He left the clinic with eyes wide open — something he hadn’t really done up to this point — weighing in at 14 pounds and showing off his lustrous, almost luminous coat that good nutrition and parasite control had afforded him.


Caspian still has a tiny scar remaining on his right eye but his vision isn’t impaired in the least; he can look deep into your soul with those baby blues and you will absolutely, paws-itively MELT!

Want to adopt Caspian? Go here to read about the adoption process and then fill out an application form here.


Caspian’s Petfinder bio is here.


Interested in volunteering at one of the cat shelters? Email


Crash’s Landing and Big Sid’s Sanctuary have a common mission: To take at-risk stray cats off the streets of the Greater Grand Rapids area, provide them with veterinary care and house them in free-roaming, no-kill facilities until dedicated, loving, permanent homes can be found.


‘Waiting on Division’ photography exhibit is Nov. 18

Photo copyright Tom Gunnels, Waiting On Division

The exhibit will showcase the photographs of Tom Gunnels taken throughout the summer, along with the stories of how the photos and friendships came to be.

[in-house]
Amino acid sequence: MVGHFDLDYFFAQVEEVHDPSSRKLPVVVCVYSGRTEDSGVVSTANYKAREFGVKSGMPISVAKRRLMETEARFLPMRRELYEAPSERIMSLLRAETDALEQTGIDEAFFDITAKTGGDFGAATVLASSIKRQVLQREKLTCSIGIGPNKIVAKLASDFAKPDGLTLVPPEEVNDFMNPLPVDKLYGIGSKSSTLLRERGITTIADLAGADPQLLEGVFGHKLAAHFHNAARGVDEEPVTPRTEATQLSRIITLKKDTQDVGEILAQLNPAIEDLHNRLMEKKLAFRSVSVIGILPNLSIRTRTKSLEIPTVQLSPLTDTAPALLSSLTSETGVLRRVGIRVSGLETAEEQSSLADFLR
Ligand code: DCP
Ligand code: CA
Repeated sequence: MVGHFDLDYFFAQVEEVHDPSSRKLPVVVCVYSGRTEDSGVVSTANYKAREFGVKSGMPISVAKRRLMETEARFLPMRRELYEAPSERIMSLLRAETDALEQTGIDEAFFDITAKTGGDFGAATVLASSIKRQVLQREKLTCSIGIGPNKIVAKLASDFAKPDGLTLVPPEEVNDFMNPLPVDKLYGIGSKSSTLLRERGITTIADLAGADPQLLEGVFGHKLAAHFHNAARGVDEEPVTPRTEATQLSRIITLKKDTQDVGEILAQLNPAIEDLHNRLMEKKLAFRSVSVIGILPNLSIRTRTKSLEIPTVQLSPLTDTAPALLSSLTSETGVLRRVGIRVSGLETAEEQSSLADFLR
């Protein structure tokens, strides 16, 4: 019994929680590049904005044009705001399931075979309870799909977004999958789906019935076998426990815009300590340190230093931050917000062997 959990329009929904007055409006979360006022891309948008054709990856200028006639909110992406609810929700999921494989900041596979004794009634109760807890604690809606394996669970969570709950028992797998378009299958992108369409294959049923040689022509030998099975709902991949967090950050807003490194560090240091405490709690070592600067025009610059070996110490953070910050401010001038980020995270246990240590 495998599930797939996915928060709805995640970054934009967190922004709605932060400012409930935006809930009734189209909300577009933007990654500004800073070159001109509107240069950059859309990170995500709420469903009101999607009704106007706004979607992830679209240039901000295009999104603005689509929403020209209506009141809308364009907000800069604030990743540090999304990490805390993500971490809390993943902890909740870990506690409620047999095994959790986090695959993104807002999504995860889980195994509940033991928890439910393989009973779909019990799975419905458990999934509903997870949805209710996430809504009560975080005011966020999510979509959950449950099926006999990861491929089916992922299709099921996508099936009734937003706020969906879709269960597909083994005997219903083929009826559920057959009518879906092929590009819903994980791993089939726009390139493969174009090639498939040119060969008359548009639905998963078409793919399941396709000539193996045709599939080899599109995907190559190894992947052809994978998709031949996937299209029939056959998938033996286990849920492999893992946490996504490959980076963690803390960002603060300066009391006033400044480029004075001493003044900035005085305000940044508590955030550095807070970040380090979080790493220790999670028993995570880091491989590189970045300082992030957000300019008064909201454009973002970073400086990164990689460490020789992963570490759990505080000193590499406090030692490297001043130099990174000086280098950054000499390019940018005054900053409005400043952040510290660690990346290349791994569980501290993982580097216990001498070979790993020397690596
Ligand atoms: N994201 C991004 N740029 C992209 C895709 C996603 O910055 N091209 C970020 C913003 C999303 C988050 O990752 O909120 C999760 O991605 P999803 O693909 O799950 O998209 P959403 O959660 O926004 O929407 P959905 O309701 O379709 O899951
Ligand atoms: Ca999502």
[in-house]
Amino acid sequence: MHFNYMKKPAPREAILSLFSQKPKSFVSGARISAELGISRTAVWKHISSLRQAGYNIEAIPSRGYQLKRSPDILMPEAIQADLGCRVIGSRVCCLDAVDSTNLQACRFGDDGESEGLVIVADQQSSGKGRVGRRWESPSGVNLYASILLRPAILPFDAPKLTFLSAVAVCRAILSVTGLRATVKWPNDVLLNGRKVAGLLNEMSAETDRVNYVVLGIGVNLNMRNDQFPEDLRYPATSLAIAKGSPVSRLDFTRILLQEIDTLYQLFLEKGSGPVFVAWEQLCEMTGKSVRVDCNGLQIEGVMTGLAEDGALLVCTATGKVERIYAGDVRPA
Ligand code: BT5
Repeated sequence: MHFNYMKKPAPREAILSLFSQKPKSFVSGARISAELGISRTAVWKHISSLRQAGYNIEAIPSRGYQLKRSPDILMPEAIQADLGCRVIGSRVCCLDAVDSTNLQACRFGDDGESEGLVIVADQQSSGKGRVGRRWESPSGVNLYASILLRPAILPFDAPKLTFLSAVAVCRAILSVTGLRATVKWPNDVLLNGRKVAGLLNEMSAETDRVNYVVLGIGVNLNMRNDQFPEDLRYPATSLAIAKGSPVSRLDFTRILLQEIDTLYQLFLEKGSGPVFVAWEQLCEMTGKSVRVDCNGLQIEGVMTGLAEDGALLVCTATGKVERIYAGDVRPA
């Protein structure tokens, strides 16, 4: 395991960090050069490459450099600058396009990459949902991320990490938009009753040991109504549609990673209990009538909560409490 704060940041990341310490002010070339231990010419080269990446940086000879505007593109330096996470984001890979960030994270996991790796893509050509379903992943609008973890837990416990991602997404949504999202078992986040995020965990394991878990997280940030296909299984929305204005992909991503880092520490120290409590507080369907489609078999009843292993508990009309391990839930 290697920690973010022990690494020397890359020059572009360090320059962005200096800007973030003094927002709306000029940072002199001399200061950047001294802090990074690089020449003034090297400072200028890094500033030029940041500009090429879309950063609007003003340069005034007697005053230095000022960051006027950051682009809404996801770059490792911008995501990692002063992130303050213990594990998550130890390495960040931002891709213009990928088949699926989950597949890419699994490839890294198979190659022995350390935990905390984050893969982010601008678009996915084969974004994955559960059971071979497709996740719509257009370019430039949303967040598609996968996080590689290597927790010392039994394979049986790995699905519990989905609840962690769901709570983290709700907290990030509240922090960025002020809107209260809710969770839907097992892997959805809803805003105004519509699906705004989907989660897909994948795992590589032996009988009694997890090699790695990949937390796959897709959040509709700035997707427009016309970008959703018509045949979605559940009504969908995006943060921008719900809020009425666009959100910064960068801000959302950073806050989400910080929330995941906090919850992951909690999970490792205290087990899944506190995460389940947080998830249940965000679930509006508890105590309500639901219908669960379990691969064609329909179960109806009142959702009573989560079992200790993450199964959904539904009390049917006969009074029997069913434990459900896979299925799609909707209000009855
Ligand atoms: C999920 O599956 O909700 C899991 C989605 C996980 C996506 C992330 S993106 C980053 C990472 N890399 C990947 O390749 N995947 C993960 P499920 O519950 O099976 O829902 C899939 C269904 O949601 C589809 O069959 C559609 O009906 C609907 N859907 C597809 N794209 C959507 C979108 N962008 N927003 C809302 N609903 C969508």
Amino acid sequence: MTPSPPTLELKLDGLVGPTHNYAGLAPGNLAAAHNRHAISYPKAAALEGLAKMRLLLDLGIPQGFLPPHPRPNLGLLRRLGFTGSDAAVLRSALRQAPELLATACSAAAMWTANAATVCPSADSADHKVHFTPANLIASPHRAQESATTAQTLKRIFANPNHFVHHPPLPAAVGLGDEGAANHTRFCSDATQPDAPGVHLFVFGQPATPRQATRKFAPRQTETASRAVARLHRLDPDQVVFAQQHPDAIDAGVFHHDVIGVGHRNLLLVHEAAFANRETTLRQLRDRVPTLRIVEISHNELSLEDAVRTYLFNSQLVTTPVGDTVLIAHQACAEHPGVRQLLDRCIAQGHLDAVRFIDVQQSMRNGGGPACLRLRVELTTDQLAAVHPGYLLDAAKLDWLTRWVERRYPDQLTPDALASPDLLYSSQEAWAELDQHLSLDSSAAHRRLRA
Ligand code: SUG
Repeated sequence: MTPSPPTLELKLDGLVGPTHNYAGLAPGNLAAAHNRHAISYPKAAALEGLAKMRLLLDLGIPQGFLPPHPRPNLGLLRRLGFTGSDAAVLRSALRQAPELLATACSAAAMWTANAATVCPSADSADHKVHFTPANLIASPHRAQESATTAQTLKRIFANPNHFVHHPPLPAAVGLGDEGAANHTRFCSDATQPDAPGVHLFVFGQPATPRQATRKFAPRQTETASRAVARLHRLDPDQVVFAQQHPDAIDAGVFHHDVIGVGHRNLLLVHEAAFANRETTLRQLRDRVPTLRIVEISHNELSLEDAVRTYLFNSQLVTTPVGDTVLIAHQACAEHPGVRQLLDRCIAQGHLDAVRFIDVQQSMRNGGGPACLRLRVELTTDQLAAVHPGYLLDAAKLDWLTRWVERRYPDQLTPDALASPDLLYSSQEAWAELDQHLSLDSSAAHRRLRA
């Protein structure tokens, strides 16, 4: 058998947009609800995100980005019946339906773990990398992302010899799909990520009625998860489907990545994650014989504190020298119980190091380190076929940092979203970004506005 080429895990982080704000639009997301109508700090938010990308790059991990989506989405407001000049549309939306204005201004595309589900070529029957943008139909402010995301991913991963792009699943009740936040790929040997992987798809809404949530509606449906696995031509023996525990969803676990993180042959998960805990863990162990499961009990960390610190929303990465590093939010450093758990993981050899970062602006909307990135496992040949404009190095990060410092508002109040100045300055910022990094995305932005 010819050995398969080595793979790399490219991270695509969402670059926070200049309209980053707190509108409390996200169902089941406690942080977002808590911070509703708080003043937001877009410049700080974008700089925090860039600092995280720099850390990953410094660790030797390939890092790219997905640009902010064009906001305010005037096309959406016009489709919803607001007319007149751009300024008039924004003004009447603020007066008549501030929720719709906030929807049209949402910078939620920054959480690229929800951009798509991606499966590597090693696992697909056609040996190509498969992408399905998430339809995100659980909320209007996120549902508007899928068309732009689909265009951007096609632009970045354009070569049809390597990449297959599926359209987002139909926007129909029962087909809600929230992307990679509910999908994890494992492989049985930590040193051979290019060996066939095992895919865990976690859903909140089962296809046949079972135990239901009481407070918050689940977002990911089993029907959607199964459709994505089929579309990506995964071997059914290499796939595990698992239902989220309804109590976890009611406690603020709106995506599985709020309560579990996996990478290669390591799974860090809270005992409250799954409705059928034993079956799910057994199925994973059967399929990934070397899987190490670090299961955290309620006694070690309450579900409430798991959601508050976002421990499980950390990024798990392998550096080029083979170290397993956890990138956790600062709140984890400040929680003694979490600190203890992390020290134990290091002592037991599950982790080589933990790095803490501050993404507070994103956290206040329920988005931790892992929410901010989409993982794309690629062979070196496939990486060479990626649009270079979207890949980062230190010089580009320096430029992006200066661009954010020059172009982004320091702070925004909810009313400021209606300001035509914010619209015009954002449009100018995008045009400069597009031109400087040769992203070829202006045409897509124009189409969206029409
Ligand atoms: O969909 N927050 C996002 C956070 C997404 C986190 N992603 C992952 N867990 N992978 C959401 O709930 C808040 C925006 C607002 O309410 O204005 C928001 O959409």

Come down, learn more and maybe meet some cool people along the way.


Where: The Collective Artspace, 40 Division Ave S, Grand Rapids, MI; call 517.899.6766 for more info.


When: Friday, Nov. 18 – 6-9 pm

Students need civics more than ever, educators say

Ellen Zwarensteyn
Ellen Zwarensteyn

By: Erin Albanese – School News Network


Hillary Baker and Ellen Zwarensteyn have coached students in becoming so well-versed in government and civics that they take home national awards.


Baker has led outstanding We the People: The Citizen and the Constitution teams, made up of high school students who rattle off informed opinions about different facets of the U.S. Constitution in front of lawyers, judges and professors. Zwarensteyn has coached award-winning high school debaters who argue different sides of complex policy.


But despite their track records in engaging students in civics, politics and government, both educators say there is much work to be done. As the U.S. presidential campaign creeps closer and closer toward Election Day, evidence mounts that good civics education is more important than ever.


Baker and Zwarensteyn are crafting civics curriculum and training teachers nationally, as well as working to get debate and We the People teams in more schools.